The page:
Emails with images in them perform better than their graphic-less counterparts. But how many images are *too* many? The general rule of thumb is to avoid sending one big honkin’ (it’s a technical term) image and strive for a healthy balance of graphics and text. Not only does that create a pleasant viewing experience, but it also avoids serious trouble in cases where an email server doesn’t accept large files, or the recipient’s email program doesn’t immediately display your graphics, or your reader is on a slow Internet connection and, well, decides to run out for a sandwich before your large image files have time to load. It is lunch time, after all.
3. Branding more than just the *from* name.
By now, most marketers know to brand the two *from* pieces: the address (email@example.com) and the name (Julie’s Hat Emporium). In addition to those two obvious branding slots, make sure you’re including your logo or graphic branding prominently in the campaign, and consider branding another inviting slot: the subject line. By starting your subject with consistent branding (think “News from Julie’s Hats: This Week Only, Sombreros Half Off!”), you’ll make it even easier for recipients to identify your emails amidst a cluttered inbox.
4. Focusing above the fold.
We assume that most people use a preview pane when perusing their inbox, and recent studies by MarketingSherpa confirm that fact (their research indicates that more than half of email recipients use a horizontal preview window of varying height). So it’s important when laying out your email’s content to put a lot of attention on the top four inches and use that prime real estate to the best of your, well, realty abilities. Make sure your logo is there. Make sure you’ve introduced your email’s topic or theme. And make sure you start the conversation early – that way, folks are more likely to feel inclined to read on and let you finish the thought. Is there an important link or action item in the body of your email? Don’t bury the lead; instead, put it near the top in case a quick preview is all someone needs to inquire, purchase, sign up or learn more.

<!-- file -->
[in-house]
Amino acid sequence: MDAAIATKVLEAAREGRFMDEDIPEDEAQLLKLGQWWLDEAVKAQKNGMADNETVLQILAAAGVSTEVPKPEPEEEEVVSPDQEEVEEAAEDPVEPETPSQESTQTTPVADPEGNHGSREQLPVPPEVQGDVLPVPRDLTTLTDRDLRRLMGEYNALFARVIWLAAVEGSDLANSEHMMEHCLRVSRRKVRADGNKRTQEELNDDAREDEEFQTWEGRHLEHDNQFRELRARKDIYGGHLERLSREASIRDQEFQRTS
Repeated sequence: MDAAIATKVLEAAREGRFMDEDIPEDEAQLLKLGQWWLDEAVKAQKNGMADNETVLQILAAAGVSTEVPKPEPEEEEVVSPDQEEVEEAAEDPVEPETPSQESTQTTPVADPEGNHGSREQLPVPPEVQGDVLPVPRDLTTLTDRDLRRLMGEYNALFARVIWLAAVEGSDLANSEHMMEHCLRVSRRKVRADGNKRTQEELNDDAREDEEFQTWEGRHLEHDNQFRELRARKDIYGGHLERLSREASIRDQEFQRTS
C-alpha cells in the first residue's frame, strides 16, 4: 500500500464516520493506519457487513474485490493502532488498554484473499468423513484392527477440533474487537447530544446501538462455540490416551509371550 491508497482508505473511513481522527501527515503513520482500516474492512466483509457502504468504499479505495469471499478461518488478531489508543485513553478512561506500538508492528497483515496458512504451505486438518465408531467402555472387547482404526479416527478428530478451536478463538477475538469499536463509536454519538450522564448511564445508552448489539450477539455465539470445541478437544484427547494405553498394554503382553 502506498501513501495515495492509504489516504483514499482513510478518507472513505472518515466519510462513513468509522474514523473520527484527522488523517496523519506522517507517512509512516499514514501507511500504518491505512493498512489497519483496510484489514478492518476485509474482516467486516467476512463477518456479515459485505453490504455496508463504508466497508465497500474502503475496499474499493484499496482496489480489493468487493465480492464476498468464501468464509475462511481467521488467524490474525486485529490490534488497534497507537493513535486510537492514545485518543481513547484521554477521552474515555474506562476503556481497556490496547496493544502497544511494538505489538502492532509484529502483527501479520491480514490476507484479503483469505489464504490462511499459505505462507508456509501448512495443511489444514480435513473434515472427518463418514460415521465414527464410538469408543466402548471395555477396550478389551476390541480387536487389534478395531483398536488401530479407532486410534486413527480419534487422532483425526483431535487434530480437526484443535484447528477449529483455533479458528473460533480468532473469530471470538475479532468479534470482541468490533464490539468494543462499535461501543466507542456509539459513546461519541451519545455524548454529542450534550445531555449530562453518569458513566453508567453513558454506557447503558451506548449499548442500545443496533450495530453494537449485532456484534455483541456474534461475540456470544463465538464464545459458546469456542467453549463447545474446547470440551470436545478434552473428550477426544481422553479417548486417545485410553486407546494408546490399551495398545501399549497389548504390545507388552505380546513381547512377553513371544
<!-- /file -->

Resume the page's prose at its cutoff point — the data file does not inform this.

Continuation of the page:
5. Designing for three display possibilities.
By now, most marketers are aware of the two primary ways an email shows up in inboxes – as html or as plaintext. And most marketers know to fine-tune the latter just a bit, keeping in mind that without graphics or columns to work with, a plaintext email typically requires a bit of repositioning or rephrasing. But there’s a third display possibility to consider, and it’s the Images Not Displaying scenario. Many email programs let recipients decide whether to view an email’s images, which means many of those lovely html masterpieces you send at least start out minus the graphics. To design for that possibility, make sure your campaign still makes sense – and makes its point – even if the graphics are, ahem, out of the picture. Sure, the hope is that everyone views your art the way you intended it to be seen, but even if they don’t your email can still do its job.
6. Personalizing beyond “Dear Bob.”